Whenever you are facing a difficult situation, ask questions and try to understand the team members and if you see any chance to create a new possibility. Do that.

Be the change that you wish to see and show them rather than telling them how to be.

Be Courageous

As a product owner, you are the one who has to connect all the puzzle pieces together, so don’t let anyone else tell you otherwise.

Stakeholders or team members could be specialized in one area of the puzzle, but you have to understand how all pieces fit together.

Be courageous and step up when needed. Your job is to bring all puzzle pieces together to optimize the delivery of value.

If any stakeholders and team members are not adding to that value, handle it, and fix it. It might be needed that you coach someone, have an open conversation, take responsibility, or apologize. Do what it takes to get back on track. It’s your responsibility, so own it.

See the advantages in case you don’t have a background in product management

Focus on your strength if you are someone who is new to product management.

Not knowing everything about product management, allows you to be creative and deliver wonderful results. Embrace your differences.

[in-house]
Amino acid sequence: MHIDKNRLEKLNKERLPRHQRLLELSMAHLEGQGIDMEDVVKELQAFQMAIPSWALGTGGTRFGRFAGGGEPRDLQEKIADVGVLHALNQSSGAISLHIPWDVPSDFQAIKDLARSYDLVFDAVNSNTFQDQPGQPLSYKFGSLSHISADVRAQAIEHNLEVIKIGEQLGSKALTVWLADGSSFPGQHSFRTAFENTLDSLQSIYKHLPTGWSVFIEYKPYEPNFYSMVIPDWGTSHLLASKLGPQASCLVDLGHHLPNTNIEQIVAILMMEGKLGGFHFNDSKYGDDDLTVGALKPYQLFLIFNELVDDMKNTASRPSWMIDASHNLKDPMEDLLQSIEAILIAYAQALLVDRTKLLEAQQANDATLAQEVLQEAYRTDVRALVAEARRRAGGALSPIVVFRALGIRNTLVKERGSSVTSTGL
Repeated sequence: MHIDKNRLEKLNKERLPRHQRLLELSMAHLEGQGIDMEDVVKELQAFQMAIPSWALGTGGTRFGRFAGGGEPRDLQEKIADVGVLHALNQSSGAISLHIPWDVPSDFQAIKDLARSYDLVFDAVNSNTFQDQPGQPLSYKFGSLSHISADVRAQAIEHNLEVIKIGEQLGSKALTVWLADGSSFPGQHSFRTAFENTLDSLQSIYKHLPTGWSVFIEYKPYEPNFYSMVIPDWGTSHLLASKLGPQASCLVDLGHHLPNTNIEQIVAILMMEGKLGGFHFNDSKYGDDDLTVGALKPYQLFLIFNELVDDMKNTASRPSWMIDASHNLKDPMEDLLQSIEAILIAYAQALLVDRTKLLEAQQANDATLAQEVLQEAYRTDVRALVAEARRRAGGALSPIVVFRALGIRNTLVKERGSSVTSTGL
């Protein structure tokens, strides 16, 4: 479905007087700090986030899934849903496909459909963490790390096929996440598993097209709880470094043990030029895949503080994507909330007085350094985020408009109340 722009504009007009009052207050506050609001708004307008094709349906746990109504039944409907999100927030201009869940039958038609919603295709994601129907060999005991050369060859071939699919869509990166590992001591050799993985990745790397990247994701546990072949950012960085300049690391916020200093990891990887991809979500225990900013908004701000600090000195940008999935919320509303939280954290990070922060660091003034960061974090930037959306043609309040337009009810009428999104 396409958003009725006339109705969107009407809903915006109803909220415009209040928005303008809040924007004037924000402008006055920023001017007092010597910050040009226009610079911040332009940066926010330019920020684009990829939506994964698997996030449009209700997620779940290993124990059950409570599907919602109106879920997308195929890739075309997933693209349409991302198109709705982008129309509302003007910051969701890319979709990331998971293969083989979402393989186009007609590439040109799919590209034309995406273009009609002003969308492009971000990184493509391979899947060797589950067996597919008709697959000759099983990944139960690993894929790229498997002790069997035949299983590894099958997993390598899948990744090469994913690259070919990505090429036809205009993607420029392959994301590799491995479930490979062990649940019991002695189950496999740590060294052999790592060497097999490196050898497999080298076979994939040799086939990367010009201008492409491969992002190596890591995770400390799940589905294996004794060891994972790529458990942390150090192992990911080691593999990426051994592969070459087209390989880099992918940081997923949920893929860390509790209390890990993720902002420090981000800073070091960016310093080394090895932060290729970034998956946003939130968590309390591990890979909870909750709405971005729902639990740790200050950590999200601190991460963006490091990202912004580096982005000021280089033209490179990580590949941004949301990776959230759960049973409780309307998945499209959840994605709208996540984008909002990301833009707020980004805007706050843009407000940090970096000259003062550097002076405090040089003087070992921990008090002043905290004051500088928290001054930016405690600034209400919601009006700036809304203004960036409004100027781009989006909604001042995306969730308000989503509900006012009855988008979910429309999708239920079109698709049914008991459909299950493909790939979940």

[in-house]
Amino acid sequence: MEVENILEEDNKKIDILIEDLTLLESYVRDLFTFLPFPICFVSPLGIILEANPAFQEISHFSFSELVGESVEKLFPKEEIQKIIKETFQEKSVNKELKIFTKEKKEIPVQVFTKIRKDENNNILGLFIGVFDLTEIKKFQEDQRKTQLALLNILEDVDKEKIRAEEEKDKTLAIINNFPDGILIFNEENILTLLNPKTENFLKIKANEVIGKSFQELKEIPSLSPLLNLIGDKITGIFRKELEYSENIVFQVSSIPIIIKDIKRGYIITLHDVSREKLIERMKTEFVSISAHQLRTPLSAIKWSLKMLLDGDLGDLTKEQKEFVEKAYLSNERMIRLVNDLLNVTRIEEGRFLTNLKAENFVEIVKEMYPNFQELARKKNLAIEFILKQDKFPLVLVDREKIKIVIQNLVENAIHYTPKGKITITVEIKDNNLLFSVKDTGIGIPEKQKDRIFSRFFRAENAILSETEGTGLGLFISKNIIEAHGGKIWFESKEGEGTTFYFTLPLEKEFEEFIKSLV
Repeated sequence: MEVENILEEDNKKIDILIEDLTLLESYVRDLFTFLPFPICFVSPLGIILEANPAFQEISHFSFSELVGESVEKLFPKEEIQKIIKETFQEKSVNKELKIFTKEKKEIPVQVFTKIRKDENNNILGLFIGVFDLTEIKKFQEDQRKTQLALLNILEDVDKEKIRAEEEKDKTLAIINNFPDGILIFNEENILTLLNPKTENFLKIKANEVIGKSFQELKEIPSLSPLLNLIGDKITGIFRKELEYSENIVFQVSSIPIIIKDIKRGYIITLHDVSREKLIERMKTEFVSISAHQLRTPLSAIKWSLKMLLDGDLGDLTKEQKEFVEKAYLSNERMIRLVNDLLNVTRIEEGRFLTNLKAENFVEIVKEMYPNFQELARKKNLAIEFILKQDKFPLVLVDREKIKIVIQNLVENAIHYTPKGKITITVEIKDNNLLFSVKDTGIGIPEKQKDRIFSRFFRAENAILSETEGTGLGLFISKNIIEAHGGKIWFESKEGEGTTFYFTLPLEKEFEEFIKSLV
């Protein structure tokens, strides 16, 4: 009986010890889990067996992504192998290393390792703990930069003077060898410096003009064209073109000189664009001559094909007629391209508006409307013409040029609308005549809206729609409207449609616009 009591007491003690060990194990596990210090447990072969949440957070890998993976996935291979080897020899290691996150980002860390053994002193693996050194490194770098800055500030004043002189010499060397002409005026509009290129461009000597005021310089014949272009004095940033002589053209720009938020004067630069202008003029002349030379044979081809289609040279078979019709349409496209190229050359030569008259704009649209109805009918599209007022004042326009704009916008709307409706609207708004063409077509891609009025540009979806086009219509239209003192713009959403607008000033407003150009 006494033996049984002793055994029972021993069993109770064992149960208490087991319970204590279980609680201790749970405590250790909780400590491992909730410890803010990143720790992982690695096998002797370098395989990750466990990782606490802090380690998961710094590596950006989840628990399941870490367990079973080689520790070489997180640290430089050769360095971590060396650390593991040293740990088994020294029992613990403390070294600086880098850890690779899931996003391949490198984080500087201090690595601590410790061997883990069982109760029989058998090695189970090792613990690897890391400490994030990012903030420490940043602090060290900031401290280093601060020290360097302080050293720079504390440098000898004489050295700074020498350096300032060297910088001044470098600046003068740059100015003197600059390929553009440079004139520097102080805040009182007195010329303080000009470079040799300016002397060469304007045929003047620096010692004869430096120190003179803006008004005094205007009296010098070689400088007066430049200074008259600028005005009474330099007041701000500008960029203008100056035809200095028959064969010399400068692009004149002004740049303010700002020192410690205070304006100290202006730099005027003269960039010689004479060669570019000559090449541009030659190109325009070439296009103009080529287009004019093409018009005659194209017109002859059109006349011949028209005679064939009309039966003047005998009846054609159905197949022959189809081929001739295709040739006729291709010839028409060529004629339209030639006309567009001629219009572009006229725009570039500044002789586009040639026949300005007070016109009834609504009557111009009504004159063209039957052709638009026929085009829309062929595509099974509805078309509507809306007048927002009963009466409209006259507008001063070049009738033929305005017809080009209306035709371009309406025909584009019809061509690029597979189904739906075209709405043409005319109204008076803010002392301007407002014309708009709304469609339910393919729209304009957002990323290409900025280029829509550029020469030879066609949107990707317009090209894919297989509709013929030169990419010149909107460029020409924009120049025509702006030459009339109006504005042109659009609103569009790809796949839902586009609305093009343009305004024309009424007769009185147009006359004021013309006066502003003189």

Sometimes you might think, that you need a piece of paper to tell the world that you are great at what you are doing.

In reality, what matters is how you are as a person, do you show up, preserve when things get hard, guide others and try different options to get things done? Do the right things and maximize value?

Then you don’t need any piece of paper telling you what you can or can’t do. It’s of course critical to keep yourself updated, read, join industry experts and be coachable.

Don’t get blinded by the concept of being data-driven

Data is key to making the right choices, but sometimes you might end up in a rabbit hole if you don’t watch out.

You might already know that some concepts and design patterns already work based on your experiences. This, of course, does not mean that it will work again this time. Have a good balance of using your skills, gut feelings, and data.

Don’t overcomplicate it. I know that my UX designer friends won’t like it, but what I say is: let’s ship the first acceptable version and improve as we go. Acceptable means it’s solving the user’s problem and is attractive. It’s better done than perfect.

Don’t lose your vision for harmony and balance

You might think that you need to settle down for something less than you envisioned to keep the harmony in the project.